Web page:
I’ve been away for two months, since late June. As you may know, it has been a turbulent time in Egypt; in the nearby suburb of Heliopolis there are graffiti everywhere, some witty and some blunt, all of them a sign of the ferment that has affected Egypt since June 30th.
As for the garden, it’s more like a jungle. It seems our gardener, the Engineer (he has a degree in agricultural science), has also been on his travels. Edges are overgrown, the hedge is disorderly, bougainvillea is reaching out across the alley way outside, the raised beds are riotous and – horror of horrors – we have an infestation of mealy bugs on some of the hibiscus. I wince when I see these little white packets of trouble. In our garden, biological pest control in this instance = finger+thumb+squish.
I don’t regret the time away. Far from it, it has been a great adventure in England, Italy, Austria and Wales in the company of some amazing people and for the most part under the bluest of skies. Yoga in Italy and Austria has enabled me to turn a corner; in fact it has guided me to re-draw the framework of my life. One of several highlights: Karma yoga in the Tyrol, digging, weeding and pruning in part of the Yoga Centre’s garden against a backdrop of rolling green meadows and mountain peaks – blissful!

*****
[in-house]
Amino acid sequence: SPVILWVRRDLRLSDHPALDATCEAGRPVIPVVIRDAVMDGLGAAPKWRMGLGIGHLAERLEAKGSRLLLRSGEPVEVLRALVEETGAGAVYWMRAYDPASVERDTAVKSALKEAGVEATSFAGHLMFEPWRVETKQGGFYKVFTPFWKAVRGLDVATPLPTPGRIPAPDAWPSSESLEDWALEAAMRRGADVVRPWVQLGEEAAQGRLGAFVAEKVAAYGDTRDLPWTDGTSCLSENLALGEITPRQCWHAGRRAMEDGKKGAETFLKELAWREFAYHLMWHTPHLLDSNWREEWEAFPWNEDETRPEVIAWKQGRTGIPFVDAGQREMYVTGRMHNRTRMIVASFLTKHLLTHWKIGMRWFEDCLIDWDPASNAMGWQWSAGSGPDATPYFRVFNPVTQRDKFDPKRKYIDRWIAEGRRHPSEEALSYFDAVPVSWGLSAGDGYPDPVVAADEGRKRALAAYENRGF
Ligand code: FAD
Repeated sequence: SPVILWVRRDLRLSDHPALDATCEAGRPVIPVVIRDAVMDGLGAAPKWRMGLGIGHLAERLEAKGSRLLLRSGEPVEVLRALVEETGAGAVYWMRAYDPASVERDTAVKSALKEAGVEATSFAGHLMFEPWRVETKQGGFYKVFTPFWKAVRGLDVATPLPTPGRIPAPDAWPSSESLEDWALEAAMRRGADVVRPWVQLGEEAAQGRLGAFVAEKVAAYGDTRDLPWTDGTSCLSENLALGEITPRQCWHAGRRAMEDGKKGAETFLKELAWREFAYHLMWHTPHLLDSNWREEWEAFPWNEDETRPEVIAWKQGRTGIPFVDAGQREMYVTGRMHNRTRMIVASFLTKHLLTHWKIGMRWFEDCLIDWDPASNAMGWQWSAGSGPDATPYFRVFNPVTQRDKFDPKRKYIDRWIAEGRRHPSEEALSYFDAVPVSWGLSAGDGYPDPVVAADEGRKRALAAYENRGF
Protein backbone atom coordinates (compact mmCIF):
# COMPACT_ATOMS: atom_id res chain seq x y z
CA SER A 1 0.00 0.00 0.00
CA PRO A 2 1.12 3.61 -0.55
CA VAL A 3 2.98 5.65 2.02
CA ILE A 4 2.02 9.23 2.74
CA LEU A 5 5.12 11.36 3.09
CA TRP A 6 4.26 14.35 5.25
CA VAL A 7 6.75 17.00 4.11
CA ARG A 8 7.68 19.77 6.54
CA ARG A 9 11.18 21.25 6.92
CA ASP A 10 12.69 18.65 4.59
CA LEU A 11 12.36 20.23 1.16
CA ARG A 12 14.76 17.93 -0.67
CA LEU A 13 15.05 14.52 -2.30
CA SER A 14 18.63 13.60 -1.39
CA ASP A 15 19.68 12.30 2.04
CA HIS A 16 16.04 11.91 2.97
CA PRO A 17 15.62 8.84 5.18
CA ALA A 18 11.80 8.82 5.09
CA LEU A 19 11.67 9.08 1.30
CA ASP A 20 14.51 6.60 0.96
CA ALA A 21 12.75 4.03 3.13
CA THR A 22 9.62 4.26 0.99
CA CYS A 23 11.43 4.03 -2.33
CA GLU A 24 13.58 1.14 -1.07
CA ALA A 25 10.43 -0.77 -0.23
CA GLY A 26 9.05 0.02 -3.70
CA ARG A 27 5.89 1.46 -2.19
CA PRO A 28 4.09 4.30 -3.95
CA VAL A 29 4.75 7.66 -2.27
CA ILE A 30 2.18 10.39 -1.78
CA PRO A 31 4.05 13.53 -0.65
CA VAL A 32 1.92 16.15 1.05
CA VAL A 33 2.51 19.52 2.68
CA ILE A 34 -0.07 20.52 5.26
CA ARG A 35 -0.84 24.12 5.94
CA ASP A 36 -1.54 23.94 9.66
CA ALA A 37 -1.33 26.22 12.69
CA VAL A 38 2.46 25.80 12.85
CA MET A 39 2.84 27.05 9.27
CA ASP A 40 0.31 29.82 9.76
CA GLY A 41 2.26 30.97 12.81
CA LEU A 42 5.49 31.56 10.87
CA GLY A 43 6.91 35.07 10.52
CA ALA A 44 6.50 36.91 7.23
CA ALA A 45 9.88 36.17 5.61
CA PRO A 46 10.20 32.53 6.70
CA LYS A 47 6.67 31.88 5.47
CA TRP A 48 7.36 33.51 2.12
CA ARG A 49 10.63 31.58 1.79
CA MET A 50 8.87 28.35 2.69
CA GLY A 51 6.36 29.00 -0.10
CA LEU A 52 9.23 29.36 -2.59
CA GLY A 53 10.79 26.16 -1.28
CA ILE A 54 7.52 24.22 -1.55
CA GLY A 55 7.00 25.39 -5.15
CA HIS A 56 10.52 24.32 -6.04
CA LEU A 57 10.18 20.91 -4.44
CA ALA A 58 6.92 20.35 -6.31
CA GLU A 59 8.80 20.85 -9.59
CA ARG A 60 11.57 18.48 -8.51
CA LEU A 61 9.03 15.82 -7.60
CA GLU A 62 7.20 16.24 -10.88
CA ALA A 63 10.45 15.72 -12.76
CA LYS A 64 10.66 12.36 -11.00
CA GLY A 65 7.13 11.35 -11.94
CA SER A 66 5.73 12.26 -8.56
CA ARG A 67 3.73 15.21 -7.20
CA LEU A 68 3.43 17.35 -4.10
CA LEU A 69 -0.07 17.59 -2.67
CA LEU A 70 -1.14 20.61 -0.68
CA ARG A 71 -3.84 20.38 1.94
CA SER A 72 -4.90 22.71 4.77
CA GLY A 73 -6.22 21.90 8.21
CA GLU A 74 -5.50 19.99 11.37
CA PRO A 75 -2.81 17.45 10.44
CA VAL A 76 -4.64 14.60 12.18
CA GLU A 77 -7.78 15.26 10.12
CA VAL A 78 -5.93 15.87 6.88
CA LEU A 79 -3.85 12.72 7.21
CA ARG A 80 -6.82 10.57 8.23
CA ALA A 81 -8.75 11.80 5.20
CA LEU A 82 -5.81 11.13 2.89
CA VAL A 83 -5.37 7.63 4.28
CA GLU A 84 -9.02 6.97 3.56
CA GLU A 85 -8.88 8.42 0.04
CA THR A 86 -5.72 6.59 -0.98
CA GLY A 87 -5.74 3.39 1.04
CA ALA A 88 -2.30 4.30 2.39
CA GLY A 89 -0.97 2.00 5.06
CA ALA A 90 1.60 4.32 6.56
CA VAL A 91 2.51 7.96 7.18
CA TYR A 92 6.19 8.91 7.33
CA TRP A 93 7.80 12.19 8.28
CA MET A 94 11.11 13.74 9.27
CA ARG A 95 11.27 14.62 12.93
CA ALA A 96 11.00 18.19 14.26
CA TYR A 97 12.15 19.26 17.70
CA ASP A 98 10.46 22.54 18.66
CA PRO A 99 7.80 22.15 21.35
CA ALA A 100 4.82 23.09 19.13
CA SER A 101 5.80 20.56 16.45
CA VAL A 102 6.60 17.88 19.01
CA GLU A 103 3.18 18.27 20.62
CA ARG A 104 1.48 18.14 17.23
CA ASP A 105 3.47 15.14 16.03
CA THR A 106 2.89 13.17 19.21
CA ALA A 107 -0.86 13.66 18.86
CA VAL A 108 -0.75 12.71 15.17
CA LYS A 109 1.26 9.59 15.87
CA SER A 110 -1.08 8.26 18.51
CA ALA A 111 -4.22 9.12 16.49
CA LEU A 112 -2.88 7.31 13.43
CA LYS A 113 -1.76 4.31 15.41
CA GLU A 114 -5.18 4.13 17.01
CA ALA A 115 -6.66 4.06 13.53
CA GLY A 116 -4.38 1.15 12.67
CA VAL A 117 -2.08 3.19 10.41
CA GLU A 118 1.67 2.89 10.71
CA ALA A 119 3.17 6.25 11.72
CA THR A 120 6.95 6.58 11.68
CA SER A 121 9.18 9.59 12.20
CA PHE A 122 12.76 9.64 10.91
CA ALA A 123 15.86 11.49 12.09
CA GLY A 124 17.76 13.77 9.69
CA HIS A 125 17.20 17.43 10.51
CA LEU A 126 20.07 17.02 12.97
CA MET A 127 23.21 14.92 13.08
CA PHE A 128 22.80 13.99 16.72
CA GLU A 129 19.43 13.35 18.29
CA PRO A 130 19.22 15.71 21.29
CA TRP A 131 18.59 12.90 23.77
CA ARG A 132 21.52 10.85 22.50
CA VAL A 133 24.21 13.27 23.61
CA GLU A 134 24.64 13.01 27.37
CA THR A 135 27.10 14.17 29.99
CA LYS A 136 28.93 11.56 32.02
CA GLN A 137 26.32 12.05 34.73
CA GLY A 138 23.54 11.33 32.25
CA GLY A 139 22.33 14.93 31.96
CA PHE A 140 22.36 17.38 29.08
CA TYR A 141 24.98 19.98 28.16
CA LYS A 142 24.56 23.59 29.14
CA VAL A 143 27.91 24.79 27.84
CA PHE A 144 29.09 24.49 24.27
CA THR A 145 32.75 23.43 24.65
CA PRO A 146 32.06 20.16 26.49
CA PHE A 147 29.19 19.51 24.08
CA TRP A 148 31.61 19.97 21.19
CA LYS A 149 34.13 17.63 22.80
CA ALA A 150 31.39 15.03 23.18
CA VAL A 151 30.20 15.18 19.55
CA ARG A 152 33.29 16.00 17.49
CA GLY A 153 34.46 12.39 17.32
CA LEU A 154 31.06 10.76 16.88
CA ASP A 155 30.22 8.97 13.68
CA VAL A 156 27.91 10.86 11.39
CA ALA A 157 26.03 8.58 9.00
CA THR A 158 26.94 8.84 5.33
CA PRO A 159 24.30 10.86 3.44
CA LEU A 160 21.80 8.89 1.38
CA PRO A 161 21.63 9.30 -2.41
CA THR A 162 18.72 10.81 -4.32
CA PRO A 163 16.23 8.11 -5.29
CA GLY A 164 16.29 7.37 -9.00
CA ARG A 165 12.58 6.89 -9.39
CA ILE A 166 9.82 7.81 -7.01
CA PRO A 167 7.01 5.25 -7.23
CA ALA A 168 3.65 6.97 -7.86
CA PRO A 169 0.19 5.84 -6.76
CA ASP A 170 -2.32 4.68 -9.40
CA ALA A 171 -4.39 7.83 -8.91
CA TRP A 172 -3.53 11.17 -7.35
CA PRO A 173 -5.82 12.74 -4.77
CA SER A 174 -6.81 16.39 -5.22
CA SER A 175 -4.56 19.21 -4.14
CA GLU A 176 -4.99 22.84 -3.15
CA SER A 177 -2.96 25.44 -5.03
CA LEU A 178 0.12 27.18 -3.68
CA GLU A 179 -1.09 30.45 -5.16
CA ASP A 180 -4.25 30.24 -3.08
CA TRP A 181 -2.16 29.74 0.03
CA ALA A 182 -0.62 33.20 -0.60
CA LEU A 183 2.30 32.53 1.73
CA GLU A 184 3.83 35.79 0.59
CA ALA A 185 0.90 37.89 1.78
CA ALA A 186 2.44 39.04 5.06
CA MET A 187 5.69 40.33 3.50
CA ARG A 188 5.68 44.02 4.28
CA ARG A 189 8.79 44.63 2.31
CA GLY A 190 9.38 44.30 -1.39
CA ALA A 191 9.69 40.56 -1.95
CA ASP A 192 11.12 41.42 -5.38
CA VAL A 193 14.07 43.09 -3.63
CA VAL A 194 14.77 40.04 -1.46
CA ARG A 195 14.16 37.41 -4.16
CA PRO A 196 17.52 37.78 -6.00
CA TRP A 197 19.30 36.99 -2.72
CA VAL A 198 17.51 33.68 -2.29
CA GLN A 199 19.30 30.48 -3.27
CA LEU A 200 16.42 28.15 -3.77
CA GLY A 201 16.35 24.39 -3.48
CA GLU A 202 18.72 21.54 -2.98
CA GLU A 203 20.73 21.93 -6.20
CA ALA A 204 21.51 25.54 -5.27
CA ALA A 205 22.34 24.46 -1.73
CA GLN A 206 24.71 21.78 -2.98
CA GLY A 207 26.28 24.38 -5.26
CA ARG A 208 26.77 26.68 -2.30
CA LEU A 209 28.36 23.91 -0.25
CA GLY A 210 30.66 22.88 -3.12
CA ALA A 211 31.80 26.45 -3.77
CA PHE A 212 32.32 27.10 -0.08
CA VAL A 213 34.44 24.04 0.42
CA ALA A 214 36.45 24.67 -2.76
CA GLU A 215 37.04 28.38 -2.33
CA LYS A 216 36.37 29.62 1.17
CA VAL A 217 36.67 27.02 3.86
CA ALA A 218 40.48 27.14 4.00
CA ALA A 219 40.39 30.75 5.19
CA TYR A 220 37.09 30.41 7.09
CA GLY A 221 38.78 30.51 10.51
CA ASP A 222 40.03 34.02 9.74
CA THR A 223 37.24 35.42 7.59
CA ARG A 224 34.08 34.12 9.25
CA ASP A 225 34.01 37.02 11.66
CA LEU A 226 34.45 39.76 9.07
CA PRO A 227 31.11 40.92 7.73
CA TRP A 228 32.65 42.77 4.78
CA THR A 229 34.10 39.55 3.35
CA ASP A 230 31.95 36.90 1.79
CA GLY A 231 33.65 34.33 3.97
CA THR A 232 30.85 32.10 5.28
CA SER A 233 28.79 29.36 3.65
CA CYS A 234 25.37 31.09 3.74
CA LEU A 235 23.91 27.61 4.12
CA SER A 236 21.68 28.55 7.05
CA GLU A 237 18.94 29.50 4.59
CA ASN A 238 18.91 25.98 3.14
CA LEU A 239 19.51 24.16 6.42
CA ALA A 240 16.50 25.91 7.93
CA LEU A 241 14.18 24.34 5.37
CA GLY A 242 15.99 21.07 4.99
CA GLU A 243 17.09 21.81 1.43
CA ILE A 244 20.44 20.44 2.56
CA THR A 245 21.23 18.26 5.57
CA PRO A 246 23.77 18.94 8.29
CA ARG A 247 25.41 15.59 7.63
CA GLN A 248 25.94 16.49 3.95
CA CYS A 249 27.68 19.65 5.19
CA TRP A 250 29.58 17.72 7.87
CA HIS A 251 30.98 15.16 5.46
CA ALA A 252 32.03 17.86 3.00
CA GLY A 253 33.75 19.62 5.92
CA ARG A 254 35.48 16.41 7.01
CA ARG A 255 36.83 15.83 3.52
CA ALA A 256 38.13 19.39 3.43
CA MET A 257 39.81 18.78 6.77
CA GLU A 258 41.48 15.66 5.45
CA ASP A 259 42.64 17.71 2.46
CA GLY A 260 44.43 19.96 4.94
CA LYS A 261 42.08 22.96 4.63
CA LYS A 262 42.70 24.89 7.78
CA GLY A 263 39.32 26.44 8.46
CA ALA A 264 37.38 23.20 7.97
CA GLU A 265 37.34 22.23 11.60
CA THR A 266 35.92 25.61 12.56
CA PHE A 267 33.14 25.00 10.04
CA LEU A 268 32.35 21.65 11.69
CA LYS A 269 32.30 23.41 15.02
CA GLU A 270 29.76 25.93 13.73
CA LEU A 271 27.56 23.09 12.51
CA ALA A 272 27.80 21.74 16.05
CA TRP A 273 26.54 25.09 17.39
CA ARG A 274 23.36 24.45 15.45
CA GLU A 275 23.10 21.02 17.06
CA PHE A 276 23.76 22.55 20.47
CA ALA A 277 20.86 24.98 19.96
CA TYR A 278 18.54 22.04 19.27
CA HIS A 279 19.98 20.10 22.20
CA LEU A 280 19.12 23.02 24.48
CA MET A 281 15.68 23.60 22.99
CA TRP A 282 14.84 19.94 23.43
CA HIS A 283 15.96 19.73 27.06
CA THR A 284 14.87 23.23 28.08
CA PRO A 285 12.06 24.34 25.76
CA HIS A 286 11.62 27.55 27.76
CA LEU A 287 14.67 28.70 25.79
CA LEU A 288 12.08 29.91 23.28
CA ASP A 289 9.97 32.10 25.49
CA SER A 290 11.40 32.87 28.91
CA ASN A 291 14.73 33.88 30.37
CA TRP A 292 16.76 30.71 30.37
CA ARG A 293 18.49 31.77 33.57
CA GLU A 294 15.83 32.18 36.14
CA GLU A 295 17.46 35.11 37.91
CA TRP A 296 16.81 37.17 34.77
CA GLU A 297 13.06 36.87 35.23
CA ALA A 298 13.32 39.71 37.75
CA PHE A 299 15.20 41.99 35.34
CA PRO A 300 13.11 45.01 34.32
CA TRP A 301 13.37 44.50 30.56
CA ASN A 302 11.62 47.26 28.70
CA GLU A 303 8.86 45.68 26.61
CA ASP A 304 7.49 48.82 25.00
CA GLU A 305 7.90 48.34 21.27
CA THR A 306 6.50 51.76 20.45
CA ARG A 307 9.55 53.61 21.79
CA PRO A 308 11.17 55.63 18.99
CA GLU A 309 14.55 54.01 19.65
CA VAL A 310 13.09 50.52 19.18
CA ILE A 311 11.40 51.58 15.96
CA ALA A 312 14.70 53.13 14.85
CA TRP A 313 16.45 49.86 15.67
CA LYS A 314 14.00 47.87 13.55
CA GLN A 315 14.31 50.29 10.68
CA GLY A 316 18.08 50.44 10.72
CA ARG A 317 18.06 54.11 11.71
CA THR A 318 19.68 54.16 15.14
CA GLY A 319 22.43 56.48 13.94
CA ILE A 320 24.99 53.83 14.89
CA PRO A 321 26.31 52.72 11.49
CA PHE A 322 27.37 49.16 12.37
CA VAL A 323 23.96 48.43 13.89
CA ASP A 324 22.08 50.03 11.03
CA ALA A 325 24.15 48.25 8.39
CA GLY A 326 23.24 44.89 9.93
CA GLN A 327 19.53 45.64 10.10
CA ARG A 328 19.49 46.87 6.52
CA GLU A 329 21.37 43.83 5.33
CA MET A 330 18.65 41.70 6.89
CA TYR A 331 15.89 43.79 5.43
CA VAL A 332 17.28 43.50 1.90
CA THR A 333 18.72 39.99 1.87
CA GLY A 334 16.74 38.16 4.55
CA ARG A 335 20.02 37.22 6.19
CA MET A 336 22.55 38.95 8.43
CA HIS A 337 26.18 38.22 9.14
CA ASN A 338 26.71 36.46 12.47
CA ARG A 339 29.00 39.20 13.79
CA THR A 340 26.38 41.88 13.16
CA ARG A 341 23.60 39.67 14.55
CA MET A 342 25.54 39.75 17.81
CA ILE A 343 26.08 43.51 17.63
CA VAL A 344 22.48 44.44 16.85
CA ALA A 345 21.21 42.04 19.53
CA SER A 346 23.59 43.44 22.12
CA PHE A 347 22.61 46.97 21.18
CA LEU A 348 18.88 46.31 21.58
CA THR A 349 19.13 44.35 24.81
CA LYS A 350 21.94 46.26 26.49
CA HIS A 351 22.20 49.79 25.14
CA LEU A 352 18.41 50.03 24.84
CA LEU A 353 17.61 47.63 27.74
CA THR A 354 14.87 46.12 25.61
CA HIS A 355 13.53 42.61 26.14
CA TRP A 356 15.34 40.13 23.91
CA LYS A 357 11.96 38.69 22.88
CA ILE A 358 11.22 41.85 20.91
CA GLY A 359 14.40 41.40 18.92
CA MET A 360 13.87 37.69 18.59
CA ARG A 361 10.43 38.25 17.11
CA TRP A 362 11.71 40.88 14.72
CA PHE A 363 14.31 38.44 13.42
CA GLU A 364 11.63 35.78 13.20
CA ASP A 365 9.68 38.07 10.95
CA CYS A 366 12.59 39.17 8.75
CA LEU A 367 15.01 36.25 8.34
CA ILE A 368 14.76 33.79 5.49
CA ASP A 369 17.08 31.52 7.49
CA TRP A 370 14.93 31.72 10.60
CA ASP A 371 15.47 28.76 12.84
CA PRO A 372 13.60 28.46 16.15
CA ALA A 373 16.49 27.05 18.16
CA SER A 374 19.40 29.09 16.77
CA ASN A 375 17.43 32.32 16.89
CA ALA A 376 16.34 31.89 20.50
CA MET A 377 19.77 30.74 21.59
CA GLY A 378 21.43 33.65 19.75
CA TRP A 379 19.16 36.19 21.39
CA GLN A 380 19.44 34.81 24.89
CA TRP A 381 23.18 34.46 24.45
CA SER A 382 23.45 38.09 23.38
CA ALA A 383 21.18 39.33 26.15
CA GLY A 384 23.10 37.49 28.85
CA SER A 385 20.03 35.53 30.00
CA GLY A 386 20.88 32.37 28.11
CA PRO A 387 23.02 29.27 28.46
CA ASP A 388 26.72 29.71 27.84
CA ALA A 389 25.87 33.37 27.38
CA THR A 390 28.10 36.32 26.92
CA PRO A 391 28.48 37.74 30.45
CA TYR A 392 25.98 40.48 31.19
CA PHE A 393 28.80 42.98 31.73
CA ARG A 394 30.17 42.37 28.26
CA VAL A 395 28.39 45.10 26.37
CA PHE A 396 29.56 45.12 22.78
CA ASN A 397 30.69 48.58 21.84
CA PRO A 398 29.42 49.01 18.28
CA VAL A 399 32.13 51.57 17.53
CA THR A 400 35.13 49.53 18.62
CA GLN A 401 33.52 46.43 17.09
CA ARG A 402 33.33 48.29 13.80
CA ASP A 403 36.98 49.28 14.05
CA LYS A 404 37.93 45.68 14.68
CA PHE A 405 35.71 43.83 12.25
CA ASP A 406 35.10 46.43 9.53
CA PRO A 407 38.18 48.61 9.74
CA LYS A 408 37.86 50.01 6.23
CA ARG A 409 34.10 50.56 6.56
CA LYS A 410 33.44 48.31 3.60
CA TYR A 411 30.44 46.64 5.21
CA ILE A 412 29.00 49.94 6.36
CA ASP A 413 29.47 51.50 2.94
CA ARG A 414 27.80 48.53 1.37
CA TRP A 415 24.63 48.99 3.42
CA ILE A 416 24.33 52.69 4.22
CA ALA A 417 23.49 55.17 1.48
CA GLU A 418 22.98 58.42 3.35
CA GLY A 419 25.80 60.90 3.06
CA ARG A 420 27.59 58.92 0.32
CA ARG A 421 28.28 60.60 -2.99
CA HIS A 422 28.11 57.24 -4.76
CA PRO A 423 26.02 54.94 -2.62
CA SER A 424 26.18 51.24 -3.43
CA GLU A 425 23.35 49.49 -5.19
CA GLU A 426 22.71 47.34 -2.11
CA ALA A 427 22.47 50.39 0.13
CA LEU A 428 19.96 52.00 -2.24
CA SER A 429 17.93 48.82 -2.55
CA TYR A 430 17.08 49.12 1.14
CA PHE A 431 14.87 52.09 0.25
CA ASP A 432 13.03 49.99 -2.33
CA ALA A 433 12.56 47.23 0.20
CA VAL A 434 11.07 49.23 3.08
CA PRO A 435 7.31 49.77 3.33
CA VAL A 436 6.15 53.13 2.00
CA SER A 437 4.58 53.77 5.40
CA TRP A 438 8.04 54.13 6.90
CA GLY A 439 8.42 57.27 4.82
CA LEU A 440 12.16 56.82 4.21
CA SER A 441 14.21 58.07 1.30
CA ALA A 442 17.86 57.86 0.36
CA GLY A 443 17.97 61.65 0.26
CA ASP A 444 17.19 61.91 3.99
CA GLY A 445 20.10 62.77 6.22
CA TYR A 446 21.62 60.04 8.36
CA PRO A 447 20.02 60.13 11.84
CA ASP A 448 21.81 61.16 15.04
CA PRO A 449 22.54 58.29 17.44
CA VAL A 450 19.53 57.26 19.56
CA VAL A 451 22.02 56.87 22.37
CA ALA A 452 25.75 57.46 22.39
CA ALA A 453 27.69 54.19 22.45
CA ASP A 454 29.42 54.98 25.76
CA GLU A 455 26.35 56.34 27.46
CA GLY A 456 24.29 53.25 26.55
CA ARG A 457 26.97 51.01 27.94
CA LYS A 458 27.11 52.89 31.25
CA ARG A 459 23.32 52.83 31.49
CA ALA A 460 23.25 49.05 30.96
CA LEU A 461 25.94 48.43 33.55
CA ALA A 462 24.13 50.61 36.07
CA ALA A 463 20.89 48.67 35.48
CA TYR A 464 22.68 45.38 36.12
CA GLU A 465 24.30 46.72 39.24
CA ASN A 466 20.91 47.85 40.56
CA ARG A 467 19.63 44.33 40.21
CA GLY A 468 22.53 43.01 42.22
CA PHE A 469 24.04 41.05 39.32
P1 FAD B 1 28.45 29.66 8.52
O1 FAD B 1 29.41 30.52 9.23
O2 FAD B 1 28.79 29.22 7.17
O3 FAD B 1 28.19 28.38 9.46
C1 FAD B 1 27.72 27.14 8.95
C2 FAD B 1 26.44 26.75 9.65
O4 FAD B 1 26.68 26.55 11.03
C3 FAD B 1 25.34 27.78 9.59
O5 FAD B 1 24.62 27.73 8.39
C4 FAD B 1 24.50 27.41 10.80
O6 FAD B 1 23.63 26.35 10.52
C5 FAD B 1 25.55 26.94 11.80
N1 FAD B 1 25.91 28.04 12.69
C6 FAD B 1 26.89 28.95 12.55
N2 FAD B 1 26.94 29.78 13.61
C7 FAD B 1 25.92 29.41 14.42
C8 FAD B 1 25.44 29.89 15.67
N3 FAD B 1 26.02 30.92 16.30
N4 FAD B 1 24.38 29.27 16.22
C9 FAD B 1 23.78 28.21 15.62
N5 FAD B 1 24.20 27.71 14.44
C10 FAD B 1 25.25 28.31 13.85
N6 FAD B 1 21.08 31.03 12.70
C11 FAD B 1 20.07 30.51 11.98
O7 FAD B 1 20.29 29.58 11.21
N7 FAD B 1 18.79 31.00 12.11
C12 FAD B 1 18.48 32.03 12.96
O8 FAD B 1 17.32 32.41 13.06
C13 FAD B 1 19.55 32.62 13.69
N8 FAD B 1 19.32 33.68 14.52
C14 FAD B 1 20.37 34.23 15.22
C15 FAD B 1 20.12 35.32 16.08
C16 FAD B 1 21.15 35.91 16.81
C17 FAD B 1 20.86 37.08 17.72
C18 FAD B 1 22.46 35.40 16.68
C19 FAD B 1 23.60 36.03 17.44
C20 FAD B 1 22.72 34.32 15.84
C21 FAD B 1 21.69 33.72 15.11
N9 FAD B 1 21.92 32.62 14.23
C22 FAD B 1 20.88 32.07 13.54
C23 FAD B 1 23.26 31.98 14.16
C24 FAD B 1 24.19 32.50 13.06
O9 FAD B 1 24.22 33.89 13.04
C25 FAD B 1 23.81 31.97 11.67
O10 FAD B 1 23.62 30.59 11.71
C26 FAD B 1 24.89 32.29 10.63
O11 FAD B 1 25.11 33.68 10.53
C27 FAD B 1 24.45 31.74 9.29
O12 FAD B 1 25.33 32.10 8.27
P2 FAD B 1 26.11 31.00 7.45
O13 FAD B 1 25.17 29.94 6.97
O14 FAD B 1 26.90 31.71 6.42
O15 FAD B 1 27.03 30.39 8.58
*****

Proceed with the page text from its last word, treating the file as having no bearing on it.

So now it’s back to a run-away garden, and I hardly know where to start. For once, though, I’m disciplining myself to begin at the beginning. So I’m working from the fence by the garage in the SW corner, across the front of the house to the big side garden, then on to the kitchen garden at the back.
With day-time temperature hitting 35 Centi. I weed and turn over soil in the hot front garden early in the morning, finishing by 8:30. As the soil is reasonably damp, in the interests of water conservation we have reduced irrigation from morning + evening to evening only – always after dark. It runs in 15 minute slots with 3 slots to water the entire garden, so 45 minutes in total.
Every so often, there’s a Eureka moment. One happened yesterday: I turned up an earthworm! Therein lies a tale – more later.